“The Fun We’ve Had” reviewed by Gabriel Ricard for Drunk Monkeys

Among one of the first reviews of the book, Gabriel Ricard nailed it with his review of “The Fun We’ve Had” over at Drunk Monkeys. Here’s a glimpse:

Don’t take anything for granted, and don’t expect what you believe about death to fill in the blanks. The only thing you can be sure of is the proven range of Seidlinger’s imagination restating itself here, and of his ability to take something like slipping the murky depths of eternity (the book is appropriately broken down into the stages of grief), and turn it into an apocalyptic, poetic, and existential fairytale.


Click here for the full review.

Bud Smith interviewed me as part of his live talk show, “The Unknown Show”

On February 18th, I was a guest alongside, Cameron Pierce, author of numerous titles, including Die You Doughnut Bastards, as well as editor at Lazy Fascist Press, as well as fellow writer, Gabriel Ricard, who writes for Drunk Monkeys and Cleft Jaw Press, on Bud Smith‘s The Unknown Show. For a solid 25 minutes, Bud and I talked The Fun We’ve Had, New York City, Civil Coping Mechanisms, and more.



Click here to listen.

The Laughter of Strangers reviewed at Drunk Monkeys

Gabriel Ricard reviewed The Laughter of Strangers over at the amusingly titled lit site, Drunk Monkeys. Man, he really dug the book and has a lot of really awesome stuff to say about it. 10 out of 10 rating. Stuff about my writing. I don’t know how to feel about this kind of positive reenforcement. But I will say, damn! Here’s a snippet from the review:

In the past, Seidlinger’s talent has covered destruction of the mind, destruction of social constructs, and the destruction of society itself on every possible level. That doesn’t mean that he’s ever repeated himself. The pleasure of reading The Laughter of Strangers, for all its frightening moments, for all the parts that make us laugh (a little uncomfortably), and for everything that stays with us after the book is done, is in how Seidlinger describes that destruction. It’s clearly an interest of his, but it’s not an interest that sacrifices story or character. It’s not an interest that has revealed any limitations at this time. You don’t have to be a fighter to relate to what Floures goes through over the course of the book. You only have to remember the time you struggled with your own sense of identity. If you happen to be going through that struggle now, then that’s all the better, in terms of your ability to take something significant from The Laughter of Strangers.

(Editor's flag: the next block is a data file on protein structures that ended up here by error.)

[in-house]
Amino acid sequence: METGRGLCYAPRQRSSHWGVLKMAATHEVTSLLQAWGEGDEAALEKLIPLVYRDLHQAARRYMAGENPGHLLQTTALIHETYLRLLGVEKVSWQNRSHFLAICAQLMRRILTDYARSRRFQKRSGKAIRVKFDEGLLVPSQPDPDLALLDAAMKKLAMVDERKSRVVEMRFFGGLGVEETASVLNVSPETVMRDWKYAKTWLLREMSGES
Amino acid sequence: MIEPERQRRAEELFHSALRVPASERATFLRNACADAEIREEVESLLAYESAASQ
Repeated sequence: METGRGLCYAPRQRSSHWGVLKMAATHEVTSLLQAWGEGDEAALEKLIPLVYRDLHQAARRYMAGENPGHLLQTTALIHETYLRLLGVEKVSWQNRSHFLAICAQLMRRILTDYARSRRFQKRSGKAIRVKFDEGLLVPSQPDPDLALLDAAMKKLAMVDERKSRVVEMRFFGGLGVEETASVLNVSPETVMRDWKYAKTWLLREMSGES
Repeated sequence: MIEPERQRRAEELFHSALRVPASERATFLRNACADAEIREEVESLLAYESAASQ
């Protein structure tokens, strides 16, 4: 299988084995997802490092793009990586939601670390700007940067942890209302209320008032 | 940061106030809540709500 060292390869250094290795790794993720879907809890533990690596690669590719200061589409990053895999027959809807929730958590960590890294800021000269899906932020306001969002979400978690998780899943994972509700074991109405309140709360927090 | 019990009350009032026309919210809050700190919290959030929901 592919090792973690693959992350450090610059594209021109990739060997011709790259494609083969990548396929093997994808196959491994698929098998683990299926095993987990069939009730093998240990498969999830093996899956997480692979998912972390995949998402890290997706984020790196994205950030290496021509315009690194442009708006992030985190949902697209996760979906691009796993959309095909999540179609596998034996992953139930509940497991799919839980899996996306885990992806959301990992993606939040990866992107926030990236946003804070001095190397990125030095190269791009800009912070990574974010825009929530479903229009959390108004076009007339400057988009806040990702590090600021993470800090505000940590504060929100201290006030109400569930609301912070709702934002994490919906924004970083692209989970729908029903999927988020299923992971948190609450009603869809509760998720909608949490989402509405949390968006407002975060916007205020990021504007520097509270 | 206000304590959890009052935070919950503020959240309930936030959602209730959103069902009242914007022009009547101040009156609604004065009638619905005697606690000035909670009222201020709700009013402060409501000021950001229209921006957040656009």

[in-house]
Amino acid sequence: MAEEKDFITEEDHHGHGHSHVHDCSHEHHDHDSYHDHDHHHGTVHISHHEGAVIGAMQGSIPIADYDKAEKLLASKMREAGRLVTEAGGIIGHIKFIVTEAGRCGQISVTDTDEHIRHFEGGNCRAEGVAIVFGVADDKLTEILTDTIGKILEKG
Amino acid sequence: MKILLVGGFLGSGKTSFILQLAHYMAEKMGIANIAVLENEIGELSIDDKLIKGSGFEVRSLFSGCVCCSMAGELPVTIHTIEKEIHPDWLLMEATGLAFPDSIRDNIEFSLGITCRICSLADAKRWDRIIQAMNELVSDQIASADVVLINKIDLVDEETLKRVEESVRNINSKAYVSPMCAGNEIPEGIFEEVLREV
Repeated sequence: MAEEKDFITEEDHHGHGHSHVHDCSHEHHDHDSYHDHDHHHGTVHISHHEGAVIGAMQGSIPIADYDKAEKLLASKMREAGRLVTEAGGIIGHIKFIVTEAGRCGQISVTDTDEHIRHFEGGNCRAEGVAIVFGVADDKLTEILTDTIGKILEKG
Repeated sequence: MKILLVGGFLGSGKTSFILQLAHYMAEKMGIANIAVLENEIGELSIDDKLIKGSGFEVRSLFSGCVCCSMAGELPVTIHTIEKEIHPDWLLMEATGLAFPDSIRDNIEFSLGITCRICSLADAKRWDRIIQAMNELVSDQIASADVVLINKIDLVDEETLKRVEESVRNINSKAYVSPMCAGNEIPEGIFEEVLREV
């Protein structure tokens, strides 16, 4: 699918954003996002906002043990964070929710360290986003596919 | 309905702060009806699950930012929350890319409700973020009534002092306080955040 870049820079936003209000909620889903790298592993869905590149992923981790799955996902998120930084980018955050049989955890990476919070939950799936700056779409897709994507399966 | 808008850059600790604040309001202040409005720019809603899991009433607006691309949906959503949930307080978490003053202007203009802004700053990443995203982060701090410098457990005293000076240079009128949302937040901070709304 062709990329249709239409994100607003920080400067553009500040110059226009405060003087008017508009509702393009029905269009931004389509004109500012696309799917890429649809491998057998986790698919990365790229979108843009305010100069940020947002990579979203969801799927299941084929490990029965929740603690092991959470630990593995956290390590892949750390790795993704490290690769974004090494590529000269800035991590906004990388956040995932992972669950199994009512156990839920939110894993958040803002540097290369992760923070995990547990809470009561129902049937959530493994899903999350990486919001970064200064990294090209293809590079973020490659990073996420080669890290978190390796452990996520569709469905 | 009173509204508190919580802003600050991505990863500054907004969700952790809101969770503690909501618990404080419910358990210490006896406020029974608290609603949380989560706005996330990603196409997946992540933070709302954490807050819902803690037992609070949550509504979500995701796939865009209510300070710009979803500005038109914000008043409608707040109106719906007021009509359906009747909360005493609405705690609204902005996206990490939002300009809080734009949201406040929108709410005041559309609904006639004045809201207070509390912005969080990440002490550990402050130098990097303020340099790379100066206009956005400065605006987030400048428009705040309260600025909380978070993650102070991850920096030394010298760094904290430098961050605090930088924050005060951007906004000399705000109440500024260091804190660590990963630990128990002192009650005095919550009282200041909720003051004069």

Click here for the full review.

(Promotion) Gabriel Ricard is “Martin Parker”



Alias/Known As: “Martin Parker”

Real name: Gabriel Ricard

Number of victims: 30+




~Was always fascinated with the elasticity of skin when cured with the right marinades.

~Donned the name “Martin Parker” and started a beef jerky business, Parker & Co, to moderate success.

~Sold well enough at the start but quickly realized Parker & Co could not compete without a special recipe.

~Spent years developing various recipes until temporarily abandoning business venture.

~Stumbled upon interesting flavor using skin-spice mixture.

~Experimented with recipe using moderate cuts of own skin from forearms, back, and thighs.

~Belief in having discovered a special recipe resulted in quick succession of missing persons.

~Captured victims by luring small groups of young teenagers in van under promise of alcohol.

~Developed successful recipe and Parker & Co experienced a two year run of success before authorities tracked widespread teenage disappearances to Parker’s estate.

~Remains incarcerated with no parole and frequently provides correspondence discussing recipe and method of capture to any and all interested parties.


Be Mine


“Jump a bit forward, spotting her with the man of mystery. Quick, rapid flashes of her holding hands with the man. Her getting into a Trans Am. The mystery peeling out of the apartment complex. Audience gets first glimpse of what the man might look like. Back to the night at present. Shot of the apartment complex sign as the mystery sped by, her in tow. Seamlessly transitions to a shot of the apartment complex sign presently swarming with nosy rubberneckers that pulled over on the side of the road to get a better look. The mystery clears out long before anything’s found. Out of sight, what happens you have to imagine. We aren’t gods in any scenario and the same goes for any story.”



Click here to buy My Pet Serial Killer.

Click her to buy some beef jerky.